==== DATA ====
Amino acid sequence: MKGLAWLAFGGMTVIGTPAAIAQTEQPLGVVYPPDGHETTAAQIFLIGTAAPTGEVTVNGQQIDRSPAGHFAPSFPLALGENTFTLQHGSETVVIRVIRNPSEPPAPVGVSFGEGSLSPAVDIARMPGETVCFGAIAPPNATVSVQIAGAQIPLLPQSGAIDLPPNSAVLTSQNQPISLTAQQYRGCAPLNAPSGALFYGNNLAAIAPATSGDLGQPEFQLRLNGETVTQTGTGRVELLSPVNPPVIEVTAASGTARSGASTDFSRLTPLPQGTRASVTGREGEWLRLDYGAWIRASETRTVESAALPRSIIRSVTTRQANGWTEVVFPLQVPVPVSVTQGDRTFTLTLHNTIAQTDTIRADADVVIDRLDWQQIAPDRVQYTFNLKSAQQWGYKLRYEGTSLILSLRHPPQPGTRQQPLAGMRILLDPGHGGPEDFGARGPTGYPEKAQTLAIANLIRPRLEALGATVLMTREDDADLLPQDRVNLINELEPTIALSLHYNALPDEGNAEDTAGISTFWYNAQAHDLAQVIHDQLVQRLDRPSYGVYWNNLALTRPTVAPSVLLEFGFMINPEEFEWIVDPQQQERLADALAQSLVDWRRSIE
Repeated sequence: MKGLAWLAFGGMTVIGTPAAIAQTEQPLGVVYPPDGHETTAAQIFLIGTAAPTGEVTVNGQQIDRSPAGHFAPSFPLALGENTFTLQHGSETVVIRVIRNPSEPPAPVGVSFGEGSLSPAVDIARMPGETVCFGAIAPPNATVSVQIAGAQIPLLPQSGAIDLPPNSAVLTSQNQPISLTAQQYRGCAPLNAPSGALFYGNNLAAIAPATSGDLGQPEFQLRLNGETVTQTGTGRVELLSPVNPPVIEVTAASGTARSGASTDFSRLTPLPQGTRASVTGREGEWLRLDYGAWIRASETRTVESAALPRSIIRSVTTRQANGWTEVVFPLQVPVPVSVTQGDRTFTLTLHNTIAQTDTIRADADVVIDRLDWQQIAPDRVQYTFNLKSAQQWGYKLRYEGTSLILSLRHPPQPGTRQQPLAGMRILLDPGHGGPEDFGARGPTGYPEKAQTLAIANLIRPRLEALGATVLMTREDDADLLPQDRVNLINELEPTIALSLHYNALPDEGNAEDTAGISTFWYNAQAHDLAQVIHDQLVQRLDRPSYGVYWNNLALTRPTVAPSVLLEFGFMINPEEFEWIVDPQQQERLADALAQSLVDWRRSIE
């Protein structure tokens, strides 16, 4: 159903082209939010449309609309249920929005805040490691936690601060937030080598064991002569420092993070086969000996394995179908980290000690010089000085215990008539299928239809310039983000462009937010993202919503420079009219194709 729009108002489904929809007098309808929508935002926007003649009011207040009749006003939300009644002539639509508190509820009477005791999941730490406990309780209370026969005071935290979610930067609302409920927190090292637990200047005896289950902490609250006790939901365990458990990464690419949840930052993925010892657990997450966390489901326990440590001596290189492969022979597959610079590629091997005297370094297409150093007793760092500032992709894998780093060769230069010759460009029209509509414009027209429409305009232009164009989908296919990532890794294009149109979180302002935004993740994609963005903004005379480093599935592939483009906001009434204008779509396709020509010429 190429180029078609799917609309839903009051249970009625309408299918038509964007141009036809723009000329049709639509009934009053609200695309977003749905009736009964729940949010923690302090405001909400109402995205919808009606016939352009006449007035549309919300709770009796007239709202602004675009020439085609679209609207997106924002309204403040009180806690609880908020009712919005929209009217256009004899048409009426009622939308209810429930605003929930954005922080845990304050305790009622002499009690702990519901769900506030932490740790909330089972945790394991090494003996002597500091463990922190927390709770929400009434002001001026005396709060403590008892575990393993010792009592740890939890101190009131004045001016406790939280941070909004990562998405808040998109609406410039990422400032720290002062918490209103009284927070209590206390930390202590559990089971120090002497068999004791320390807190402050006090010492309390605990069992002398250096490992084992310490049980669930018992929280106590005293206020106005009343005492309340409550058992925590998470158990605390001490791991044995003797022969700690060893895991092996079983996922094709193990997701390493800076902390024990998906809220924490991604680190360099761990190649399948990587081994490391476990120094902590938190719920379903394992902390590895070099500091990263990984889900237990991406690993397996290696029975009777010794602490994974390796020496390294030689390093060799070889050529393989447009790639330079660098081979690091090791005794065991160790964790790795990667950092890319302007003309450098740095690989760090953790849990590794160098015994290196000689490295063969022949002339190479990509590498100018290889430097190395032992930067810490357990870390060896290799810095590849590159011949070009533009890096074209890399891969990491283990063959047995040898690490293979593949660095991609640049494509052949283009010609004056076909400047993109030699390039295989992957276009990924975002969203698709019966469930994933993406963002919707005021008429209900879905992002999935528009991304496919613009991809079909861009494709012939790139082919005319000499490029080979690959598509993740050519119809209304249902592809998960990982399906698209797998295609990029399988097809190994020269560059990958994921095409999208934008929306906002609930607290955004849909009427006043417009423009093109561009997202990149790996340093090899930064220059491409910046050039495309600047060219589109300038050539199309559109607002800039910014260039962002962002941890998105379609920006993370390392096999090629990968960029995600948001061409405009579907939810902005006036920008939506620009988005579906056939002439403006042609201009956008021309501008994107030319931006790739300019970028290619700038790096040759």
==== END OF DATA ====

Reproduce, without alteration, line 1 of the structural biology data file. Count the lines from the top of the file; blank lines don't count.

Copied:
Amino acid sequence: MKGLAWLAFGGMTVIGTPAAIAQTEQPLGVVYPPDGHETTAAQIFLIGTAAPTGEVTVNGQQIDRSPAGHFAPSFPLALGENTFTLQHGSETVVIRVIRNPSEPPAPVGVSFGEGSLSPAVDIARMPGETVCFGAIAPPNATVSVQIAGAQIPLLPQSGAIDLPPNSAVLTSQNQPISLTAQQYRGCAPLNAPSGALFYGNNLAAIAPATSGDLGQPEFQLRLNGETVTQTGTGRVELLSPVNPPVIEVTAASGTARSGASTDFSRLTPLPQGTRASVTGREGEWLRLDYGAWIRASETRTVESAALPRSIIRSVTTRQANGWTEVVFPLQVPVPVSVTQGDRTFTLTLHNTIAQTDTIRADADVVIDRLDWQQIAPDRVQYTFNLKSAQQWGYKLRYEGTSLILSLRHPPQPGTRQQPLAGMRILLDPGHGGPEDFGARGPTGYPEKAQTLAIANLIRPRLEALGATVLMTREDDADLLPQDRVNLINELEPTIALSLHYNALPDEGNAEDTAGISTFWYNAQAHDLAQVIHDQLVQRLDRPSYGVYWNNLALTRPTVAPSVLLEFGFMINPEEFEWIVDPQQQERLADALAQSLVDWRRSIE